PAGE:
- Utilize Calendars and Automated Tools To Stay On Track. There are so many tools around these days to help us stay organized and keep track of stuff, so make the best use of them. Use a calendar (paper or online) to keep track of all your tasks and appointments. You can have separate work and personal calendars, but for each category, keep one calendar and list of tasks. Notes scribbled and stuck on monitors and refrigerators and books tend to get lost and/or forgotten.
- Keep In Touch With Coworkers and Friends. Being remote doesn't mean being isolated. Make some time and effort to communicate with folks who are important to you. Family, friends, coworkers. Send someone a note who you haven’t kept in touch with in a while and ask them how they are doing. Trade ideas about how to best work remotely or what tools work for them, you might learn a lot of things you didn’t think about before. You could keep an ongoing dialog to motivate each other on a regular basis. Hey this may even become a new routine. Set up a time to talk to a friend or family member. Put this into your calendar.
- Schedule Time For Yourself. Very important as noted above. You must spend some time taking care of yourself or you will burn out. There are many stories of people working all the time and never being unplugged or off the clock. And yes there are times when you may need to put in extra effort to get work done, but this needs to be workable and that means you also need time to unwind and destress. So make sure you plan some of this time in to play a game or read a book or cook, play music or whatever helps you to destress, block out this time and make it part of your routine.
- Prepare Tomorrow’s To Do List At The End Of The Workday Today. At the conclusion of the work day is a great time to look over your progress in completing tasks for that day, feel good about how much you accomplished, evaluate what you might have learned, and use this information to plan out the tasks for the next day. This keeps things moving in a logical progression and you won’t feel like each morning you are starting over.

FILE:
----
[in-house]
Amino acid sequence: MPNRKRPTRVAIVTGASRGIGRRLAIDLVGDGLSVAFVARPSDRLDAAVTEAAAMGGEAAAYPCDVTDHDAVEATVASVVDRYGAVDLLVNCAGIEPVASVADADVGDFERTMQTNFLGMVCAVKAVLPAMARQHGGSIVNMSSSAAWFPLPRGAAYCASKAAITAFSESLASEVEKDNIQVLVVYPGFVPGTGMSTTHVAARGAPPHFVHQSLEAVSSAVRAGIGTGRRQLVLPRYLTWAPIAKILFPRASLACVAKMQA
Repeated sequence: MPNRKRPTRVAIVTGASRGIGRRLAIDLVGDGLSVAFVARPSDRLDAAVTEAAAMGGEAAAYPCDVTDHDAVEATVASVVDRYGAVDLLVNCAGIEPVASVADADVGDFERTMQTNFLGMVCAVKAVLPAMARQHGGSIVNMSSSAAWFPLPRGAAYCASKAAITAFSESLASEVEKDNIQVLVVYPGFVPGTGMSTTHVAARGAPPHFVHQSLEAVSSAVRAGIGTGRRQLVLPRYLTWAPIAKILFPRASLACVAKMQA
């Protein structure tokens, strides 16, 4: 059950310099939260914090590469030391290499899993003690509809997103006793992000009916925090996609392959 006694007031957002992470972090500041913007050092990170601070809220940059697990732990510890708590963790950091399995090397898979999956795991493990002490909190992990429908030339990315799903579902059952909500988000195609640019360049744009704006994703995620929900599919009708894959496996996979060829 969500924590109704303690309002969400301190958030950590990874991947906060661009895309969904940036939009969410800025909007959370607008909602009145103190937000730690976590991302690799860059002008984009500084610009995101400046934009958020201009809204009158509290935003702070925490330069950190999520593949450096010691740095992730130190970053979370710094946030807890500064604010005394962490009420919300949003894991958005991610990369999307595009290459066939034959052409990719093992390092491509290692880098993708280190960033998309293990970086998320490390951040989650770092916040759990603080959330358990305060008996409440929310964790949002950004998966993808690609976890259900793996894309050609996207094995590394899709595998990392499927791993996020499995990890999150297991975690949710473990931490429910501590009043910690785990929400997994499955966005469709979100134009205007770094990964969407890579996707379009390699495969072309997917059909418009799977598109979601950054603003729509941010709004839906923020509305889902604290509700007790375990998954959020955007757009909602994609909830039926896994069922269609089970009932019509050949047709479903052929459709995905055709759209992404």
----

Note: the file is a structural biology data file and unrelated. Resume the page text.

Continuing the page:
- Compartmentalize Your Time. Kind of alluded to this one before but it is important to set some boundaries where work and home life sit so they do not overlap and become one unfocused zone of conflicting tasks. This is a sure way to get stressed and burn out. Determine when and where you will work and set up start and end times and a work location and stick to this schedule unless absolutely necessary to do otherwise. When you are working, focus on work and when not working focus on personal time. Sounds logical but not easy to do. Practice makes it easier and reduces stress as this becomes a routine. Making task lists at the beginning and end of the work day helps a lot because it leaves a parking lot to park the work issues until you start up the next work day, rather than constantly thinking about them and fearing you might forget something or not get it done in time. If you have a workable plan and routine for getting things done then you don't need to worry about them all the time. Everything has its proper time and place.
- Set Realistic Goals Based On Your Past And Present Results. This goes back to a motivational to do list. As you move along this path of working remotely, you will get a better and better sense of what is possible and realistic to achieve in how much time. Use this very valuable learning to drive the goals and objectives you set for yourself each and every day so that you have the best chances of succeeding consistently. This keeps the motivational momentum moving forward to the finish lines.
- Keep A Running List Of Everything You Have Accomplished. Closely related to the last point, Keep a list of everything you have accomplished, it’s very likely a lot more than you realize. When you see all that you have done in writing, this provides a sense of confidence that you are in control of things and can manage very well. You probably already know the things you haven’t done, so no need to knock yourself down, as you are confident these too will get done. But don’t drop things off the list once they are done, definitely write down and review what you have done and what you have done well!
You deserve to feel good about yourself and how well you have managed all the changes and uncertainties and unfamiliar routines. You are on top of things and you will succeed!!